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What is Plantar Fasciitis?

The most common cause of pain on the bottom of the heel, plantar fasciitis occurs when the strong band of tissue that supports the arch of the foot becomes irritated and inflamed.

The plantar fascia is the long, thin ligament that connects the heel to the front of the foot and lies directly beneath the skin on the bottom of the foot. The plantar fascia supports the arch of the foot.

What causes plantar fasciitis?

Too much pressure on the plantar fascia can damage or tear the tissues, causing heel pain, inflammation and stiffness. Most commonly it develops without a specific reason. However, tighter calf muscles (that make it difficult to flex the foot and bring toes up toward the shin), obesity, a very high arch, repetitive impact activities such as running, or new or increased activity may play a role in the likelihood of it developing.


The most common symptoms of plantar fasciitis include:

  • Pain on the bottom of the foot near the heel
  • Pain with the first few steps after getting out of bed in the morning, or after a long period of rest, such as after a long car ride. The pain subsides after a few minutes of walking
  • Greater pain after (not during) exercise or activity

Plantar fasciitis treatment

Nonsurgical options

More than 90% of patients with plantar fasciitis will improve within 10 months of starting simple treatment methods, which include:

  • Rest: Decreasing or even stopping the activities that make the pain worse is the first step in reducing the pain. Athletic activities may need to be stopped where the feet pound on hard surfaces (running or step aerobics for example).
  • Ice: Rolling the foot over a cold water bottle or ice for 20 minutes is effective. This can be done 3 to 4 times a day.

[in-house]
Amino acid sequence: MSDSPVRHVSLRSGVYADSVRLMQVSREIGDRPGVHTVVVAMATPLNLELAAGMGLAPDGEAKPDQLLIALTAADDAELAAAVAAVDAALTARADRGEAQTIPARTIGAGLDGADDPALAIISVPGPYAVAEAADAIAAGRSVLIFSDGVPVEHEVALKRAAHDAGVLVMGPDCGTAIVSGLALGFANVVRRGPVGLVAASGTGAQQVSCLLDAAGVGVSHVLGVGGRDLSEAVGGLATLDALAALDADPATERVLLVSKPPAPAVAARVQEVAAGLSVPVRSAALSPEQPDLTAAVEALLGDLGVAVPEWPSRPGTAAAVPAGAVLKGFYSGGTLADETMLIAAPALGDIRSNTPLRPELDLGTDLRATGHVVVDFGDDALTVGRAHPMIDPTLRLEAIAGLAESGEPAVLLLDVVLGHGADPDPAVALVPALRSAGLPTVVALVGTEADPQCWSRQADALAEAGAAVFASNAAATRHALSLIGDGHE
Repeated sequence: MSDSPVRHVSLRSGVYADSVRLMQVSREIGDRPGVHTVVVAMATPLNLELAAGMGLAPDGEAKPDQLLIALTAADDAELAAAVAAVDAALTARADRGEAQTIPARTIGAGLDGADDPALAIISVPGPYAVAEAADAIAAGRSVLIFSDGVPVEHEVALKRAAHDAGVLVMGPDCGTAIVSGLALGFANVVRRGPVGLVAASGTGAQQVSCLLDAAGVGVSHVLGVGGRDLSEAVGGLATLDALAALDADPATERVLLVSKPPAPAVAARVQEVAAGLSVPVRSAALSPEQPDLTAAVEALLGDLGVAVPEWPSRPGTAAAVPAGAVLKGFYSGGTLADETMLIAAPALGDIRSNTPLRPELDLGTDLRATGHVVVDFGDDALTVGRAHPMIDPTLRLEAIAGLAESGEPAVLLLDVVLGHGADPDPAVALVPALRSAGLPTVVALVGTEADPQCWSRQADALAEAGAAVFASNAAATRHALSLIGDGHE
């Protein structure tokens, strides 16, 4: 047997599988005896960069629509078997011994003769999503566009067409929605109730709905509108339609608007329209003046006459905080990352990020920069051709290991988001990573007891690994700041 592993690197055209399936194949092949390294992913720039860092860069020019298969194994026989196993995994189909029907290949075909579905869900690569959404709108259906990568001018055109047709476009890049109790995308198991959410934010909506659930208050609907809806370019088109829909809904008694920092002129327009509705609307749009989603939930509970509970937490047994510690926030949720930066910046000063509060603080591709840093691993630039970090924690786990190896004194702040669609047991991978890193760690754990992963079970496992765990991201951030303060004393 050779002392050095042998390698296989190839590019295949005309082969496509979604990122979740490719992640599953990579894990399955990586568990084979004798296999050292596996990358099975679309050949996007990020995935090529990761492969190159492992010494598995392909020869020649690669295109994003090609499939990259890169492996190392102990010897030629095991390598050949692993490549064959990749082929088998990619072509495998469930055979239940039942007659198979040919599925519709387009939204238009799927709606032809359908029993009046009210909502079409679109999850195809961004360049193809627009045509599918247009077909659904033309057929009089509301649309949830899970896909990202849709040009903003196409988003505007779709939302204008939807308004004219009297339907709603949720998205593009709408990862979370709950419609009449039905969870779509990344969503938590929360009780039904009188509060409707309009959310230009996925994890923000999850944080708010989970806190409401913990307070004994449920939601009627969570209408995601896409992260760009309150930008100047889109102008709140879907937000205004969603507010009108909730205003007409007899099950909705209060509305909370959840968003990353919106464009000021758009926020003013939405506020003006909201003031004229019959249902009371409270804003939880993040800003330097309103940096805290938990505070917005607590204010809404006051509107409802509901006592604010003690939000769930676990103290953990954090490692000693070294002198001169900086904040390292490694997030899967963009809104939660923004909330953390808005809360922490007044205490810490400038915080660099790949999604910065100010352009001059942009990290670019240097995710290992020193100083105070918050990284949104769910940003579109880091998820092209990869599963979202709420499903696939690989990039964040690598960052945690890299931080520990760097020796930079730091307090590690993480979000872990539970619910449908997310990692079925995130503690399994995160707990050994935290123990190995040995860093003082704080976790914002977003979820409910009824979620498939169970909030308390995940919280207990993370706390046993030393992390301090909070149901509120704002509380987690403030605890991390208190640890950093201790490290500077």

• Anti-inflammatory medication: Drugs such as ibuprofen or naproxen reduce pain and inflammation.
  • Exercise: Plantar fasciitis is aggravated by tight muscles in the feet and calves. Stretching the calves and plantar fascia is the most effective way to relieve the pain that comes with this condition.
  • Cortisone injections: Cortisone, a type of steroid, is a powerful anti-inflammatory medication. It can be injected into the plantar fascia to reduce inflammation and pain.
  • Orthotics: Shoes with thick soles and extra cushioning can reduce pain with standing and walking.
  • Night splints: Most people sleep with their feet pointed down. This relaxes the plantar fascia and is one of the reasons for morning heel pain. A night splint stretches the plantar fascia while you sleep. Although it can be difficult to sleep with, a night splint is very effective and does not have to be used once the pain is gone.
  • Physical therapy: A physical therapy program may involve an exercises program focused on stretching the calf muscles and plantar fascia. It may also involve specialized ice treatments, massage, and medication to decrease inflammation around the plantar fascia.

Surgical Treatment

In extreme cases, when nonsurgical options have not provided relief after 12 months, surgery may be considered. Surgery generally consists of a release of a portion of the plantar fascia to decrease the pull on the plantar fascia.


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Your well-being is important to us. Raleigh Orthopaedic is Wake County’s oldest and most experienced orthopedic practice, serving the Triangle and surrounding regions of central North Carolina since 1919. Click the button below or call us to schedule an appointment with one of our orthopedic specialists. For your convenience, our foot and ankle doctors are available at our 3 clinic locations:

If your injury or condition is recent, you can walk right into one of our Raleigh Orthopaedic Urgent Care locations for immediate care. For rehabilitation and physical therapy, no referral is needed to see one of our physical therapists.

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